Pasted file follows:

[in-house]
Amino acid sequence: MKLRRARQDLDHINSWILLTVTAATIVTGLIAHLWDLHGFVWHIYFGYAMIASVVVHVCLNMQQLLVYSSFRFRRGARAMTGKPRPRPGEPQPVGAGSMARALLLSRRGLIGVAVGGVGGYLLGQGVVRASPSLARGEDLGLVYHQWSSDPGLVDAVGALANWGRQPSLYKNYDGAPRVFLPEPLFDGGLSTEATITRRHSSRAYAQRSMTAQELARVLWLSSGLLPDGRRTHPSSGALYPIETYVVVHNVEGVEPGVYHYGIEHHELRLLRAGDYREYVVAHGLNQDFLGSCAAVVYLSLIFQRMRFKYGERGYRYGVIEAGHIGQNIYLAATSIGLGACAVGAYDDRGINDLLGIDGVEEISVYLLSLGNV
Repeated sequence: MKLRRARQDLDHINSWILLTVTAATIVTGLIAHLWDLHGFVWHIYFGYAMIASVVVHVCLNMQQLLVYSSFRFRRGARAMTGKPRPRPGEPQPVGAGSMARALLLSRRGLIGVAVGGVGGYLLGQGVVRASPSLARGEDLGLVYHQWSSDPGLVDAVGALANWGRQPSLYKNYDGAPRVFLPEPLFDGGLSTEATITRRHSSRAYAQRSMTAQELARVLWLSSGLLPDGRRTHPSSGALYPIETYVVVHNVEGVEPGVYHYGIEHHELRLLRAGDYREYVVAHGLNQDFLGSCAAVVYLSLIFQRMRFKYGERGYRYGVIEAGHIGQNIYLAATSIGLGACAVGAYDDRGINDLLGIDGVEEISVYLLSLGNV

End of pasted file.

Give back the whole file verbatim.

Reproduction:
[in-house]
Amino acid sequence: MKLRRARQDLDHINSWILLTVTAATIVTGLIAHLWDLHGFVWHIYFGYAMIASVVVHVCLNMQQLLVYSSFRFRRGARAMTGKPRPRPGEPQPVGAGSMARALLLSRRGLIGVAVGGVGGYLLGQGVVRASPSLARGEDLGLVYHQWSSDPGLVDAVGALANWGRQPSLYKNYDGAPRVFLPEPLFDGGLSTEATITRRHSSRAYAQRSMTAQELARVLWLSSGLLPDGRRTHPSSGALYPIETYVVVHNVEGVEPGVYHYGIEHHELRLLRAGDYREYVVAHGLNQDFLGSCAAVVYLSLIFQRMRFKYGERGYRYGVIEAGHIGQNIYLAATSIGLGACAVGAYDDRGINDLLGIDGVEEISVYLLSLGNV
Repeated sequence: MKLRRARQDLDHINSWILLTVTAATIVTGLIAHLWDLHGFVWHIYFGYAMIASVVVHVCLNMQQLLVYSSFRFRRGARAMTGKPRPRPGEPQPVGAGSMARALLLSRRGLIGVAVGGVGGYLLGQGVVRASPSLARGEDLGLVYHQWSSDPGLVDAVGALANWGRQPSLYKNYDGAPRVFLPEPLFDGGLSTEATITRRHSSRAYAQRSMTAQELARVLWLSSGLLPDGRRTHPSSGALYPIETYVVVHNVEGVEPGVYHYGIEHHELRLLRAGDYREYVVAHGLNQDFLGSCAAVVYLSLIFQRMRFKYGERGYRYGVIEAGHIGQNIYLAATSIGLGACAVGAYDDRGINDLLGIDGVEEISVYLLSLGNV